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  • An interview with Natalie Zeldner
  • Natalie Zeldner

Could you briefly describe your press’s history?

Our roots trace back to the Cow Eye Ranch, which gave rise to the town of Cow Eye Junction, then Cow Eye Community College, and then ultimately our publishing house. We had never intended to become publishers, but once we began to experience the sorrowful condition of mainstream publishing—how it has come to be dominated by agents and salespeople and award-winning novelists with trendy coiffures—we realized we had no other choice. We established our imprint in 2014 as a response to all that is regrettable in the world, not just in the realm of book publishing but also as it pertains to the deepest recesses of our collective soul.

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Our first title, released in 2015, sold thirteen copies in its first five months before eventually becoming a classic of modern literature. Our second title, an alternative work of literary criticism staking a claim for innovative fiction, was released about a year later. And our most recent title, a novel about an American who moves to Moscow to teach Russians the difference between the and a, came out last spring, though it has struggled to find an audience due to a complexity of factors beyond our control. (Hint: as a small publisher, all factors are beyond our control.) So I guess you could say our history in the field has been brief but generally well-intentioned.

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How would you characterize the work you publish?

Editorially, we look for books that challenge the status quo—both artistically and ideologically—and that are intelligent, counter-intuitive and unconventional. We want imaginative works that will be interesting beyond the narrow window of their initial release and accompanying promotional campaign—those that will still be meaningful to intelligent readers in ten, twenty, even twenty-five years. Beyond that, we simply ask that each work contain at least one direct mention of cows or cattle.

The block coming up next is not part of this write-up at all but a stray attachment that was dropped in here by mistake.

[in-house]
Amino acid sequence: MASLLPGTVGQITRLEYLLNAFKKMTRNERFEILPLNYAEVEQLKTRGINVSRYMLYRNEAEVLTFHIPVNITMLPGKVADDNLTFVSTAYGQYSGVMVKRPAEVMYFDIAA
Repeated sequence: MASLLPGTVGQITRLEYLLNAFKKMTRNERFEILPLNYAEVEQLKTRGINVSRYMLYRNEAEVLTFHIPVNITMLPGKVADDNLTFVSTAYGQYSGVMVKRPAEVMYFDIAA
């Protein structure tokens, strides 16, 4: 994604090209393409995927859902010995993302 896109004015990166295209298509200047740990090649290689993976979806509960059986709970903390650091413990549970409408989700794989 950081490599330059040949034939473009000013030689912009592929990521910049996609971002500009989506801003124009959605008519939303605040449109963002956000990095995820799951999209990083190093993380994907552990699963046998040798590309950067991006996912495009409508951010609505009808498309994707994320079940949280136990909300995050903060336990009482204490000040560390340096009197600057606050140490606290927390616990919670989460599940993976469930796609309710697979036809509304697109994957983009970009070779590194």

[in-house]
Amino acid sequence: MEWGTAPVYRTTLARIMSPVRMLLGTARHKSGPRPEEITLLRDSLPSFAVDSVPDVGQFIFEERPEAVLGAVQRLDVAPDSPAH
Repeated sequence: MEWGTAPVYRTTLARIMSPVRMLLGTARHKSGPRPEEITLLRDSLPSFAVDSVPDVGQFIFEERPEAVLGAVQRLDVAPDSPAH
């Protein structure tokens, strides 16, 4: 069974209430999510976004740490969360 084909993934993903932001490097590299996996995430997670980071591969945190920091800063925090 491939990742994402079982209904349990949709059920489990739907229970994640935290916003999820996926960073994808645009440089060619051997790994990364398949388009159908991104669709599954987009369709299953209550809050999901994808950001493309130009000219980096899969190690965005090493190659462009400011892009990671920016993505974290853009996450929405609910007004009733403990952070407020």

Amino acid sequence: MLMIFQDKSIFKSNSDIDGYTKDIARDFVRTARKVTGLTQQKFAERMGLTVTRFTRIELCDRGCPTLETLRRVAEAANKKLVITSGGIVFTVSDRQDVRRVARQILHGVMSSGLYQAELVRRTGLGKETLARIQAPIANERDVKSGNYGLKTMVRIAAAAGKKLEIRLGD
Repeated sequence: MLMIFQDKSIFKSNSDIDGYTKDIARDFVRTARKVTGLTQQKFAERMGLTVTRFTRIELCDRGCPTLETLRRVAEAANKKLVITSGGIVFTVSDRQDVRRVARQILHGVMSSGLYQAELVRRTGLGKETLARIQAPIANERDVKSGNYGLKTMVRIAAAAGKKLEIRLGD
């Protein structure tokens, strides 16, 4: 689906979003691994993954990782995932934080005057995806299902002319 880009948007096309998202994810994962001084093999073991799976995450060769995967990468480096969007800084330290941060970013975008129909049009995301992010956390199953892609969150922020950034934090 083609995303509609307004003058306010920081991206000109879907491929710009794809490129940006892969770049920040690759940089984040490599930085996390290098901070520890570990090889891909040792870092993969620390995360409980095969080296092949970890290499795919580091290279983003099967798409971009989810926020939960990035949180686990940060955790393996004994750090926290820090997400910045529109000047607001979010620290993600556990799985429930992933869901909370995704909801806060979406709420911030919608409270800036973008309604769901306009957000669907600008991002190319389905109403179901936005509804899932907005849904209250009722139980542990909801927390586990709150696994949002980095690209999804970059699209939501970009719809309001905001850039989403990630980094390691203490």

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Who is your audience, and in what ways are you trying to reach them?

Unfortunately, we don’t have much of an audience at the moment, and in fact, the specialized nature of our books virtually precludes any sort of mass readership. This means that in lieu of proper promotion to the general public, we tend to rely on the avenues that are available to us as an independent press: handwritten pleas scribbled onto napkins, sandwich board advertising at busy intersections, and of course social media. We’ve also had some success being mistaken for iconic postmodern cult figures and intend to continue that inadvertent marketing approach well into the future.

What is your role in the publishing scene?

Unlike most publishers who pride themselves on being professionals and good literary citizens, we delight in being outsiders ill-suited to the rigors and conventions of commercial publishing; needless to say, our “role” in such a scene will be minimal. This is not just a function of our inexperience and ineptitude, but also a deeply ingrained foundation of our editorial philosophy. Nowadays so much attention is directed toward what might be called the “spectacle” of literature—the empty hyperbole and reliance on authorial celebrity, the fatuous shortlist, the pseudo-literary event and tediously cultivated controversy—that a publisher can get caught up in the various ephemera at the expense of the literature itself. We believe the focus should be on the words that make up the story, not the words about those words, or the person who created the words, or the publisher who created that person. Rather than participating in any sort of literary “scene,” we are content to let our titles quietly represent us to the broader world. After all, a publisher should be judged by its books, not a book by its publisher.

What’s in the future for your press?

If not insolvency then quite possibly a violent reckoning with the New York publishing industry. It’s not easy being an independent publisher because there are so many hurdles that have been put up to make it difficult for...


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